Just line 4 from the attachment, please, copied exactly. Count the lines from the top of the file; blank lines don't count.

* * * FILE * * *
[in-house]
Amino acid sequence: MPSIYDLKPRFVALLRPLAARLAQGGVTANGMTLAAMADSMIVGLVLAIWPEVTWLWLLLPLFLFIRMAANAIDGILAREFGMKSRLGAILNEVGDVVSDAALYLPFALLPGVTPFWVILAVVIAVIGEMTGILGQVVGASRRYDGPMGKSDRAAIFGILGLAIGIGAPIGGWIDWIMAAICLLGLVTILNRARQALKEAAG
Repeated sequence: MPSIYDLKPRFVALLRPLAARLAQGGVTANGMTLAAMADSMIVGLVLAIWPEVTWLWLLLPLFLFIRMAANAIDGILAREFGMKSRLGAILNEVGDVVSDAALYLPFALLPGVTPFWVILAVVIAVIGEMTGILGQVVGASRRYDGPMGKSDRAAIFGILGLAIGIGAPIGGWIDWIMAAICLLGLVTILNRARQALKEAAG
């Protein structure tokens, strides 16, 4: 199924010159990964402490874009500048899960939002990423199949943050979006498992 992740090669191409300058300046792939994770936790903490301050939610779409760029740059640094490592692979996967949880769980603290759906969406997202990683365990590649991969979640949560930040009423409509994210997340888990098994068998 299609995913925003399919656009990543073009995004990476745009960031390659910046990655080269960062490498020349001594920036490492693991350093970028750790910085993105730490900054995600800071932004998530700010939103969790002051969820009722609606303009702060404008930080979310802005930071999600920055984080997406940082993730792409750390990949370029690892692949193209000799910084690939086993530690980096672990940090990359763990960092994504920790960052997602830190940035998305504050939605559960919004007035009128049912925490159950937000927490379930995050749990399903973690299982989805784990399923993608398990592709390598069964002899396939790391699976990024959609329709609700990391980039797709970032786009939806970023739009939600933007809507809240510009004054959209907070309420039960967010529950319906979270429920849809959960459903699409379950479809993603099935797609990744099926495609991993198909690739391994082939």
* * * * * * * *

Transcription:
């Protein structure tokens, strides 16, 4: 199924010159990964402490874009500048899960939002990423199949943050979006498992 992740090669191409300058300046792939994770936790903490301050939610779409760029740059640094490592692979996967949880769980603290759906969406997202990683365990590649991969979640949560930040009423409509994210997340888990098994068998 299609995913925003399919656009990543073009995004990476745009960031390659910046990655080269960062490498020349001594920036490492693991350093970028750790910085993105730490900054995600800071932004998530700010939103969790002051969820009722609606303009702060404008930080979310802005930071999600920055984080997406940082993730792409750390990949370029690892692949193209000799910084690939086993530690980096672990940090990359763990960092994504920790960052997602830190940035998305504050939605559960919004007035009128049912925490159950937000927490379930995050749990399903973690299982989805784990399923993608398990592709390598069964002899396939790391699976990024959609329709609700990391980039797709970032786009939806970023739009939600933007809507809240510009004054959209907070309420039960967010529950319906979270429920849809959960459903699409379950479809993603099935797609990744099926495609991993198909690739391994082939």